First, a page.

As a former graphic designer and advertising creative director, I learned the basics of creating appealing print ads that would engage the audience and convey an effective message. When I shifted to interior design 10 years ago, I discovered that the concept of 2D print and 3D interior design are virtually the same (content, balance, scale, white space and call to action), with the bonus of being able to add exciting elements such as texture and light.
As a designer, I approach a space with the knowledge I gained through experience and continued learning. However, as an artist, often I intrinsically feel how a space should evolve. While that may sound a little on the “woo-woo-that’s-kind-of-out-there” side, the art of design is often internal and it’s my job to bring your internal expression of a space out to the external.
Balance is another area that can be registered more on a psychological level than visual, although balance can be achieved visually through the use of color and texture. We experience life in a 3D way, which means while we may be looking directly at a sofa, we are experiencing the whole of the room—the height, the width and the depth. Bringing balance to a space means being mindful of the visual weight of an object when placed next to another, plus the overall effect of where visually “heavy” items (think large, dark-colored sofa or built-in cabinetry) are placed next to visually “light” items (glass-top or iron-based tables or white linen drapery).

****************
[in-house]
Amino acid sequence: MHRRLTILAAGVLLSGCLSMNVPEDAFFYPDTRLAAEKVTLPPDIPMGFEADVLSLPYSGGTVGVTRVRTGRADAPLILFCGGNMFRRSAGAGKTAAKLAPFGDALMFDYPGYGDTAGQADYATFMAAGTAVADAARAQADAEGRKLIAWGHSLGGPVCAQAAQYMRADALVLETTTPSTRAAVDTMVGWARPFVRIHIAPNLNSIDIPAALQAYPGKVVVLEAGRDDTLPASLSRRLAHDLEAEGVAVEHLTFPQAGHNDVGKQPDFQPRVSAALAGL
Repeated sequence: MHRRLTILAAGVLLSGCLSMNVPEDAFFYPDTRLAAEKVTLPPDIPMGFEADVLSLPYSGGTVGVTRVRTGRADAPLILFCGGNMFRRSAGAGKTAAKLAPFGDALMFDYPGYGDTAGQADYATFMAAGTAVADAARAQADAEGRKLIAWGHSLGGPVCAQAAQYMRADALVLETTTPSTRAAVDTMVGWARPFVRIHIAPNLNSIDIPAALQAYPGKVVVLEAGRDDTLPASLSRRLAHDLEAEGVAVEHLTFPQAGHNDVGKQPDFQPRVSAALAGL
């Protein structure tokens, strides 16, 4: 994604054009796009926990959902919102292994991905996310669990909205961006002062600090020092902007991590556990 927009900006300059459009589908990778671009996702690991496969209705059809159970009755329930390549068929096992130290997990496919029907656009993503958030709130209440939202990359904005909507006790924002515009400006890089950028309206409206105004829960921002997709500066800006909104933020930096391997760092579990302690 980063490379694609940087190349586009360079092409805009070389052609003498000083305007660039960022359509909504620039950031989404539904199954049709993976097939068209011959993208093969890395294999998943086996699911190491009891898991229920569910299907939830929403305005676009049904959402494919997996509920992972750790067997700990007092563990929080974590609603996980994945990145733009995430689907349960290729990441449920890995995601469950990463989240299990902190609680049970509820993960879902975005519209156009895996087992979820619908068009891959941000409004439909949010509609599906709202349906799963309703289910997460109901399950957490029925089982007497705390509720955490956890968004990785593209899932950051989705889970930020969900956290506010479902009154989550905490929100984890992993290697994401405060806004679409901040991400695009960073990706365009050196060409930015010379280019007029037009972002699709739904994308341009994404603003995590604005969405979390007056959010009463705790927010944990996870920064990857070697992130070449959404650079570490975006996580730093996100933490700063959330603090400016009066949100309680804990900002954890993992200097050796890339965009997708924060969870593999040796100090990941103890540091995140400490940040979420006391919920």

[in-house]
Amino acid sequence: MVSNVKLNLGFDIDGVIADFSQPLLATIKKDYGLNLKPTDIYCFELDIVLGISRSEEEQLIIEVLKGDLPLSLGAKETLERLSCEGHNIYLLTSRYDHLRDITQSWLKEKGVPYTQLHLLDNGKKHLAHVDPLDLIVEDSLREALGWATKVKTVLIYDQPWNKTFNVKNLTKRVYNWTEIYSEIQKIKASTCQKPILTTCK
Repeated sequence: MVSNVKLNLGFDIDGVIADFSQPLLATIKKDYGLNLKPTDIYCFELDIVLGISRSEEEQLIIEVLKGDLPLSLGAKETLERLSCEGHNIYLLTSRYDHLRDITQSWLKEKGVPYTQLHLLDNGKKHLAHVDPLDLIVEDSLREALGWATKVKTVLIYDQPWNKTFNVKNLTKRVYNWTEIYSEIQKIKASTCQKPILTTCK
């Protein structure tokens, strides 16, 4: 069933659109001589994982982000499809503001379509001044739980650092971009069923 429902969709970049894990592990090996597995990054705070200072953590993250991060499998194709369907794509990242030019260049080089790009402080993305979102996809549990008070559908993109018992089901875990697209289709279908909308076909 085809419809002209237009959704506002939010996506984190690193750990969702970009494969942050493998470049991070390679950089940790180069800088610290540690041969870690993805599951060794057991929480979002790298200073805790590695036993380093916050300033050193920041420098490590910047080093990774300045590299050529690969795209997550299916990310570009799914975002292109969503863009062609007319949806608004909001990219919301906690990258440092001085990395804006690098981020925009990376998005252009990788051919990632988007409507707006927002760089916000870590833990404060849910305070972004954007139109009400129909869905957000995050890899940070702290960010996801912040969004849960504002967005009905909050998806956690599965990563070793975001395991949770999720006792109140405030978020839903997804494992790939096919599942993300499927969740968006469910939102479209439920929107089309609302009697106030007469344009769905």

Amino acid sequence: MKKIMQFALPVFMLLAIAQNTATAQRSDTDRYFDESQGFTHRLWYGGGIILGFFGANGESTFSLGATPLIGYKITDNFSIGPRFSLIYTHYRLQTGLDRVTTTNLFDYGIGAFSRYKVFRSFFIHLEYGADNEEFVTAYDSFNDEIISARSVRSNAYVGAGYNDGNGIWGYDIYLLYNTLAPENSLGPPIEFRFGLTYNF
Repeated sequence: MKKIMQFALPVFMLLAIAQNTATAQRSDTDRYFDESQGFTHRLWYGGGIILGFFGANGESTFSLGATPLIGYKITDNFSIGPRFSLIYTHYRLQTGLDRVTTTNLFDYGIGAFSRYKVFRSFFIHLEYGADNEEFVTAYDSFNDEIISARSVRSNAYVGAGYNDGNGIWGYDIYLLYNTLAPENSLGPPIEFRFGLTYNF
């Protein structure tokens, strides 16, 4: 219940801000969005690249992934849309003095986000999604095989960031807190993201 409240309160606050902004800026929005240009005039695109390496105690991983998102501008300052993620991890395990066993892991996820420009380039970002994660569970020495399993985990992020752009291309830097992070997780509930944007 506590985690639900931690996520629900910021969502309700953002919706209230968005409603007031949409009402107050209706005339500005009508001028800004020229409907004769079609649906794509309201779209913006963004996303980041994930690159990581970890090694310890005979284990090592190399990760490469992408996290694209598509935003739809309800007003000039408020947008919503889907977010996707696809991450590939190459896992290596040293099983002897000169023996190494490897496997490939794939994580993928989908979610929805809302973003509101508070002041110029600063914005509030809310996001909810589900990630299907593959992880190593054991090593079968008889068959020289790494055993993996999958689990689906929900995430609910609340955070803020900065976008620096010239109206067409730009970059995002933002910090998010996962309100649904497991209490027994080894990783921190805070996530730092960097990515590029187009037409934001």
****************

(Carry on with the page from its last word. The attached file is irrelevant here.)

I spend a lot of time making sure a room is balanced in the overall design and furnishing of a room. I’m very sensitive to when a room feels like it is “leaning” to one side or the other. Nature drives this unconscious need for balance, and I talked about this in my blog post on the Golden Ratio. Sometimes the orientation of the room needs to shift, art or drapery needs to be raised, or different materials need to be used.
The use of color falls in this area, even when a space is mostly neutral. Texture and light and gradients of color within even the neutral zone create balance and this is one of those mystical areas where the talent of designers in general shine.
I think under-appreciating balance is why there are so many “Pinterest Fails.” People see a picture and, thinking if they simply buy X, Y, and Z, are dissatisfied with their space because a 2-dimensional photo cannot express 3-dimensional balance.
Continue on with this series: